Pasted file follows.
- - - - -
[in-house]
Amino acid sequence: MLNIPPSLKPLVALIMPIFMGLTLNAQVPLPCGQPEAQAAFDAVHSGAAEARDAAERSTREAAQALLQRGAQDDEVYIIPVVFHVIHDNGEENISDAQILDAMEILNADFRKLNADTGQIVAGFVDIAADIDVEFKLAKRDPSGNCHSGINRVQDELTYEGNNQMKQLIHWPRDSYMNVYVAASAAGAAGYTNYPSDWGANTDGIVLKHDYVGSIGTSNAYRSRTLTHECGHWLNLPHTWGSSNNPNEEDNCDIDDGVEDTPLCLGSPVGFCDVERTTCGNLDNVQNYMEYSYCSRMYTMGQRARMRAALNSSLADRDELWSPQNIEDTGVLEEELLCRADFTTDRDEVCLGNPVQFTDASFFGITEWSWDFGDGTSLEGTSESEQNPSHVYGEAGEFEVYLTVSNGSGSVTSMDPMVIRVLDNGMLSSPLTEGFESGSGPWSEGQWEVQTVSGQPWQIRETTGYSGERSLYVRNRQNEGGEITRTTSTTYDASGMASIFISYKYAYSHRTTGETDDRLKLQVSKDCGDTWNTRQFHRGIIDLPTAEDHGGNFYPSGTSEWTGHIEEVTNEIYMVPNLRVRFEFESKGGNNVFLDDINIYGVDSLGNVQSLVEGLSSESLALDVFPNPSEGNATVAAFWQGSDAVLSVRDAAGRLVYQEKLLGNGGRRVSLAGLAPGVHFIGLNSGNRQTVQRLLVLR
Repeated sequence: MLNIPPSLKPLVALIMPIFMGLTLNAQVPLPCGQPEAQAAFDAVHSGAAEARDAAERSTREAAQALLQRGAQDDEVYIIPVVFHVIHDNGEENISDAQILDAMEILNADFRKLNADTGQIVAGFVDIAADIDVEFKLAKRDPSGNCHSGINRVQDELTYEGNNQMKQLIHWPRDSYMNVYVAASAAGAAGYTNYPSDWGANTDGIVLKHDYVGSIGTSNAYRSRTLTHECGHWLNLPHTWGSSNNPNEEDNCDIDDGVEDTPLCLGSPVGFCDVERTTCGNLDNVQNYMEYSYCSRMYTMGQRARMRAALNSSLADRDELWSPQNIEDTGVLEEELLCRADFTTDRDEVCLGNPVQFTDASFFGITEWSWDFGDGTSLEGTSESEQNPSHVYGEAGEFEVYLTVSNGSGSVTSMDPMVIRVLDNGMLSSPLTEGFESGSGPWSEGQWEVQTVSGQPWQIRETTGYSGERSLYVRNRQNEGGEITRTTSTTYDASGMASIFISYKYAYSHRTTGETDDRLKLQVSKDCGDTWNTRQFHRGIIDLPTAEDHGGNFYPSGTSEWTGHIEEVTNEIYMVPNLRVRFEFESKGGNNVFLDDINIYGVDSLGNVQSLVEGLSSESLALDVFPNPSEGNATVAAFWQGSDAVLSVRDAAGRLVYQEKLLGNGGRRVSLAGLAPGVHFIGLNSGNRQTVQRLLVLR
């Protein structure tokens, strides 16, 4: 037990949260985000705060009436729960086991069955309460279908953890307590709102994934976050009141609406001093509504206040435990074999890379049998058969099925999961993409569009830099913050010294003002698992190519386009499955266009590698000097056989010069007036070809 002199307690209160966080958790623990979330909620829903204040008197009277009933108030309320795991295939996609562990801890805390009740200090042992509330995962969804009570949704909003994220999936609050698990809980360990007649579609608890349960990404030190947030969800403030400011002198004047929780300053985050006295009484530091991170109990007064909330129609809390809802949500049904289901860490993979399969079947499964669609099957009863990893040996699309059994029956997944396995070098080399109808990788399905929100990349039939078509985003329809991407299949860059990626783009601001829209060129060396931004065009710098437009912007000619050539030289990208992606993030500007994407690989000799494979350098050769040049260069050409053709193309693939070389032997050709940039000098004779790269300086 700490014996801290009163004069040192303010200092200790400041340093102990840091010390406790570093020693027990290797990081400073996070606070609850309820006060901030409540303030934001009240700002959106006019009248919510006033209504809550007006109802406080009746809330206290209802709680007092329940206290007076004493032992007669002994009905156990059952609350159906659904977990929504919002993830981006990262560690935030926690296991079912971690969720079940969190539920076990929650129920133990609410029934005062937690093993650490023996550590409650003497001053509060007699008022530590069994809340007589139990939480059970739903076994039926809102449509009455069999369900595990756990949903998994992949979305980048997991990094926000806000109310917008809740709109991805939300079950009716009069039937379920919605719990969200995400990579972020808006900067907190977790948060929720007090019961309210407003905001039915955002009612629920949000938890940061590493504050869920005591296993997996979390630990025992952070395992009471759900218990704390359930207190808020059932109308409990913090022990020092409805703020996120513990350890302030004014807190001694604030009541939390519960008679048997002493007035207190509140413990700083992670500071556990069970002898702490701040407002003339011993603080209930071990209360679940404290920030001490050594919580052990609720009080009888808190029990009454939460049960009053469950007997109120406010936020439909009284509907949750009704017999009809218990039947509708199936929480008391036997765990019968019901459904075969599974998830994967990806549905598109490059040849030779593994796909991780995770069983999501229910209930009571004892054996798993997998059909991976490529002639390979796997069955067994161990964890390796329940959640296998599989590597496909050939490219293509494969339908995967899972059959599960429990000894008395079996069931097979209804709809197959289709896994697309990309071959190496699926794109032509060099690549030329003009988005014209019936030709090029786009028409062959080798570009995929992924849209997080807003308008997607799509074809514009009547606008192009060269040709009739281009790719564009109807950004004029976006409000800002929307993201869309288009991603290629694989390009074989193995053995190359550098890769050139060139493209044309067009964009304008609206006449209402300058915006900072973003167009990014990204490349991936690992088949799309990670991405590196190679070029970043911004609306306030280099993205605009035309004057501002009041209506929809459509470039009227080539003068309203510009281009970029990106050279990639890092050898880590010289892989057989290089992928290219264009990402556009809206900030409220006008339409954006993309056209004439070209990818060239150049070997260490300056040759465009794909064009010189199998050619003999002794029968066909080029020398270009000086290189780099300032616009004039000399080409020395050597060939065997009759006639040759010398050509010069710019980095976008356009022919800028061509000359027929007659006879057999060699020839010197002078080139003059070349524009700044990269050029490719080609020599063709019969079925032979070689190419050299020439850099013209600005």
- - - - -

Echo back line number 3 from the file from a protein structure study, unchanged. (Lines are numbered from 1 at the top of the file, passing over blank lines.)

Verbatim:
Repeated sequence: MLNIPPSLKPLVALIMPIFMGLTLNAQVPLPCGQPEAQAAFDAVHSGAAEARDAAERSTREAAQALLQRGAQDDEVYIIPVVFHVIHDNGEENISDAQILDAMEILNADFRKLNADTGQIVAGFVDIAADIDVEFKLAKRDPSGNCHSGINRVQDELTYEGNNQMKQLIHWPRDSYMNVYVAASAAGAAGYTNYPSDWGANTDGIVLKHDYVGSIGTSNAYRSRTLTHECGHWLNLPHTWGSSNNPNEEDNCDIDDGVEDTPLCLGSPVGFCDVERTTCGNLDNVQNYMEYSYCSRMYTMGQRARMRAALNSSLADRDELWSPQNIEDTGVLEEELLCRADFTTDRDEVCLGNPVQFTDASFFGITEWSWDFGDGTSLEGTSESEQNPSHVYGEAGEFEVYLTVSNGSGSVTSMDPMVIRVLDNGMLSSPLTEGFESGSGPWSEGQWEVQTVSGQPWQIRETTGYSGERSLYVRNRQNEGGEITRTTSTTYDASGMASIFISYKYAYSHRTTGETDDRLKLQVSKDCGDTWNTRQFHRGIIDLPTAEDHGGNFYPSGTSEWTGHIEEVTNEIYMVPNLRVRFEFESKGGNNVFLDDINIYGVDSLGNVQSLVEGLSSESLALDVFPNPSEGNATVAAFWQGSDAVLSVRDAAGRLVYQEKLLGNGGRRVSLAGLAPGVHFIGLNSGNRQTVQRLLVLR